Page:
People often ask me what I do when I am not writing. We'll here's twenty-four hours of me not writing. Not typical, but few days are. This was the day in April when we found the baby critter that was so small I called him Peanut.
We only found Peanut because our neighbors were photographing something on the lawn. They left it there and we investigated. What we found was a baby gray squirrel that still had both eyes closed.
It made right for the sound of my husband's footfalls on the dried leaves. Peanut was taking a dangerous chance at heading for anything that moved. Luckily it was us and not one of the neighbor's three cats.
I am not in the habit of kidnapping baby animals and hoped that the mama would appear if we just made ourselves scarce. But mama didn't show and Peanut followed us as best he could. I put him at the base of a tree and he didn't climb. I put him in a bush and let him cry hoping that would attract mama. It didn't. I put him up in a tree that I know has babies every year and Peanut climbed up out of my reach. I remember thinking that I'd made a mistake because I couldn't retrieve him now and the sun was setting and it was getting colder.
We waited. No parent squirrel in sight and the ones we did see ran in the opposite direction. I scratched the tree trunk and Peanut descended to my hand. Okay, I've officially kidnapped a baby squirrel. And I am hoping that I didn't just create an orphan.
I removed my t-shirt to wrap around Peanut who was shivering. He stopped crying once in my hand and over the time I had him, he never bit me. I know squirrels make terrible pets, as do most wild animals. So my idea was to keep Peanut only as long as it took to pass Peanut to someone with training in such things.
The hunt for a rehabilitator began immediately with several messages left on several phones. But as the evening waned away, it was clear I had a squirrel for the night. Peanut slept on a heating pad, on low, in a sweatshirt in the kitchen.
There are lots of helpful web pages out there. Here is the link that I found helpful for assisting a baby squirrel: http://arcforwildlife.com/squirrels.htm
Here's what I learned about care.
1. Baby Squirrels cannot tolerate cow's milk.
Too much lactate and not enough fat. They need puppy milk found at a pet store (or presumably in a mother dog.)
2. Baby Squirrels cannot maintain their body temperature.
So they need a heating pad and something soft like a bath towel or sweatshirt to nestle in. It is important to have part of the cloth on and part off the heating pad so that the squirrel can move if it is too hot.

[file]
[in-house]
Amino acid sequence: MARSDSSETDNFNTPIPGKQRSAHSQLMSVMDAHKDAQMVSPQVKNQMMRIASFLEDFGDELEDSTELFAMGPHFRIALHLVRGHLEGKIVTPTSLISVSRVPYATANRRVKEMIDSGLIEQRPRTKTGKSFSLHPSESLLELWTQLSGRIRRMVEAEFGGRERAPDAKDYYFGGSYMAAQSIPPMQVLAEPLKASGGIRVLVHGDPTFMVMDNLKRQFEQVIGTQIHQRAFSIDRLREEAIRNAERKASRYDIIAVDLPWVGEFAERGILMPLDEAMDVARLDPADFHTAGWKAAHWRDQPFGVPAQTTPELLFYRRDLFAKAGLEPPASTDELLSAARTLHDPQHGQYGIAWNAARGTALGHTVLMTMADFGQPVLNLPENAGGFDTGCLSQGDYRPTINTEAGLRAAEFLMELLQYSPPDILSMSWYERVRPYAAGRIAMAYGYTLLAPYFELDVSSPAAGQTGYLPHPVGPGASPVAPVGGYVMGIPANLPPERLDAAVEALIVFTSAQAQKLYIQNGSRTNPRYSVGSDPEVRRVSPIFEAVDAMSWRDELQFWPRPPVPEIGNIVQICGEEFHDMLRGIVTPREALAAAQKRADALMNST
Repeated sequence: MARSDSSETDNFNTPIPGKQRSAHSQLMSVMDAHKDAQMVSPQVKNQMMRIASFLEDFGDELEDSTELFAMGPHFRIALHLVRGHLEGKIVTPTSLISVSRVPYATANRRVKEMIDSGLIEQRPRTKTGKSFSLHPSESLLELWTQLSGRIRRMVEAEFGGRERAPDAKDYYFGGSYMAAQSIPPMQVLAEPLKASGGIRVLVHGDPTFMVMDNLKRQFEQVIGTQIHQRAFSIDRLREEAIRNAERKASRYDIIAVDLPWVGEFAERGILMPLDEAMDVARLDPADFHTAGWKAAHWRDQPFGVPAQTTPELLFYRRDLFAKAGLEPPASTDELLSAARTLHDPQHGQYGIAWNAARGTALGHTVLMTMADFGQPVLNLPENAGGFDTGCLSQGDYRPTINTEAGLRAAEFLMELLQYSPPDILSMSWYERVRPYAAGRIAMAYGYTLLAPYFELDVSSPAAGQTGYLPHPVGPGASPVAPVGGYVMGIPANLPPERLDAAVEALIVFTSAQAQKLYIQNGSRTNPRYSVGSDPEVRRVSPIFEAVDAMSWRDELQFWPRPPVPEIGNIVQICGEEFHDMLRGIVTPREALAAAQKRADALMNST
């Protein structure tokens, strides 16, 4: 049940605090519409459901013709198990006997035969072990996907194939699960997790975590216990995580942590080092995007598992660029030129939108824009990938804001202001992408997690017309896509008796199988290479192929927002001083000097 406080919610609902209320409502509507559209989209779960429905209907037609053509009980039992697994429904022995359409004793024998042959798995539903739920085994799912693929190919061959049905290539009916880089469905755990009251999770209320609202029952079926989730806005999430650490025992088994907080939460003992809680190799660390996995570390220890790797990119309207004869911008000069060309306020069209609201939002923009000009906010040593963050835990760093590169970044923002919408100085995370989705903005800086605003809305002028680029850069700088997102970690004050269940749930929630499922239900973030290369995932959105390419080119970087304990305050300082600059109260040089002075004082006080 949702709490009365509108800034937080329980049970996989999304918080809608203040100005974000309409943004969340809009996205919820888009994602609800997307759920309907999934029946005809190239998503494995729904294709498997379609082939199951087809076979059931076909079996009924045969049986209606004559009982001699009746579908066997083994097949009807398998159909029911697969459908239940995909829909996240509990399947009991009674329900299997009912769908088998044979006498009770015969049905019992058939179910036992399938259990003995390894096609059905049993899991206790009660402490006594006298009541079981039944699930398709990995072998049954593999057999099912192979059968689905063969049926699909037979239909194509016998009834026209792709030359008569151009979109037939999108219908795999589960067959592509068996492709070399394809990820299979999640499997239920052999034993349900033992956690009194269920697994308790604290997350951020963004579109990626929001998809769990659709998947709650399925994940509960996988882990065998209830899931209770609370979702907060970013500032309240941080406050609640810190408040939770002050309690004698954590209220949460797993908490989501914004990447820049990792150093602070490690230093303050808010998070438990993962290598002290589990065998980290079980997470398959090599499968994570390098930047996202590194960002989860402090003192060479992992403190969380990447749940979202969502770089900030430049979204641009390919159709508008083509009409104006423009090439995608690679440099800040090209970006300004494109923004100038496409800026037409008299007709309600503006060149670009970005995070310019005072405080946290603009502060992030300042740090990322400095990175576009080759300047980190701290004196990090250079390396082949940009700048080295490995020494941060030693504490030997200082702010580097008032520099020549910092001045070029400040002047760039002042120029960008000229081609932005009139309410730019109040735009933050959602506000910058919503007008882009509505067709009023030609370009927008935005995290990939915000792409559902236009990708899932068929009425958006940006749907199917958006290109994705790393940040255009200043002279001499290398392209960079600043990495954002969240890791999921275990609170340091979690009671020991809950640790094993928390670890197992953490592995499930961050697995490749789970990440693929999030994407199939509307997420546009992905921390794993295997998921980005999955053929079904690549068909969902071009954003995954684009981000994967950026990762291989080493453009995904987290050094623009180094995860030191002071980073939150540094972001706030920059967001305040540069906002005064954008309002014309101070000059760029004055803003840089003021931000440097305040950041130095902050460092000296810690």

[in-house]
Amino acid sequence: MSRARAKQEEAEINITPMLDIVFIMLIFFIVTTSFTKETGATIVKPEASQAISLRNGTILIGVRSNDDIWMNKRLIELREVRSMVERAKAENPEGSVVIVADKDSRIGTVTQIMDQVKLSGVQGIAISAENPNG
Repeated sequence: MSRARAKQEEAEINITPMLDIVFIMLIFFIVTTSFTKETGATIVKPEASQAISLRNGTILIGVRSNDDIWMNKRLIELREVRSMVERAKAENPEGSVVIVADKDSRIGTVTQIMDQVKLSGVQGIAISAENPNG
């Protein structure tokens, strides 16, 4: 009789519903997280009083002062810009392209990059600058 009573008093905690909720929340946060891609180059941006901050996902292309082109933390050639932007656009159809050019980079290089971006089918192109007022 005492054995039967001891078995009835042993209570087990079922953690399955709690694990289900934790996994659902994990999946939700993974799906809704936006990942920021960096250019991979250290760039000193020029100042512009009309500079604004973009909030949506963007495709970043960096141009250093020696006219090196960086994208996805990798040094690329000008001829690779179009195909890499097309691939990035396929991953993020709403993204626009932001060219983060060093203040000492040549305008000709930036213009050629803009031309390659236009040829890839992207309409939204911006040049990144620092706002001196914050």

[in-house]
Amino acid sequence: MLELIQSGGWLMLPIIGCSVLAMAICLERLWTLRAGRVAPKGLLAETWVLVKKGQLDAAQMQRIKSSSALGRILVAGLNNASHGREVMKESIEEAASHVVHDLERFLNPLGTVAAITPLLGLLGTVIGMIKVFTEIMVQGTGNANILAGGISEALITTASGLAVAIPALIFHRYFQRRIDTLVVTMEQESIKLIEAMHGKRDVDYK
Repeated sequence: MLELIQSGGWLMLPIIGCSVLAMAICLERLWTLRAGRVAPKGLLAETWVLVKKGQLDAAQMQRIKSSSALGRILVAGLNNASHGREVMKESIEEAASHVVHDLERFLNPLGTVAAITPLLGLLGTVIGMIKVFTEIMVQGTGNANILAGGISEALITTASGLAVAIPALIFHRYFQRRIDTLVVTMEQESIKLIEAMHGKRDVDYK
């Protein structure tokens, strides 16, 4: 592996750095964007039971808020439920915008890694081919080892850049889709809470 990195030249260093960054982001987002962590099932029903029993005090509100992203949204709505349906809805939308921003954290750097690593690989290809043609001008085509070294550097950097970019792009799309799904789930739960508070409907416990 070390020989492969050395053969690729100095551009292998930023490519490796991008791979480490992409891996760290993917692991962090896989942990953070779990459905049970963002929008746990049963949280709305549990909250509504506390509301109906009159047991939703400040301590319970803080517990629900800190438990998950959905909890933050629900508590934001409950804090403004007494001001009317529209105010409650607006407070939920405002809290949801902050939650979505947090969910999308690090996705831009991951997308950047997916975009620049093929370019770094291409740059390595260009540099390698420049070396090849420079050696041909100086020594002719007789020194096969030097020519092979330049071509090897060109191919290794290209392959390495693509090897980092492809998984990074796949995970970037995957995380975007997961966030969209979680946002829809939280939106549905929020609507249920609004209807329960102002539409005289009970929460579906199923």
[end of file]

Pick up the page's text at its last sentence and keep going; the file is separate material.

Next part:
3. Don't feed a baby squirrel on its back.
The rehab person said that good intentioned folk often flood the infant's lungs with fluid trying to feed it like a human baby. Squirrels apparently nurse in an upright position. Give 4-6 ML of puppy milk every four to five hours.
I used a heating pad and sweatshirt in a box for Peanut, who was very tired.He did not want the cold milk we offered by syringe but did take water. My internet search revealed that we were using the wrong type milk and could have harmed him. My husband went out to the pet store just before closing for puppy milk or Esbilac. He returned and Peanut had a meal of 7 ml of warmed milk.
See a Vid of Peanut's breakfast feeding here:
After breakfast, Peanut gets a belly rub to help digestion and then he went right to sleep. I set the heating pad on low and headed to bed, too. But at 3 in the morning I recalled that that particular heating pad shuts off every three hours. I got up and turned it back on, woke Peanut and fed him again.
In the morning he was still alive, hungry and had one eye open!
See the longer 3 minute Vid on Peanut on my YouTube channel here: https://youtu.be/4OEQ5XhVqWU
The rehab person called us around noon and by mid-afternoon I was happily squirreless again. I left Peanut in a cat carrier in the kitchen of the Rehab person's home, on a heating pad. She told me that baby squirrels do very well being released and that Peanut would be a wild squirrel again in no time.
They just grow up so darn fast!
Good luck Peanut!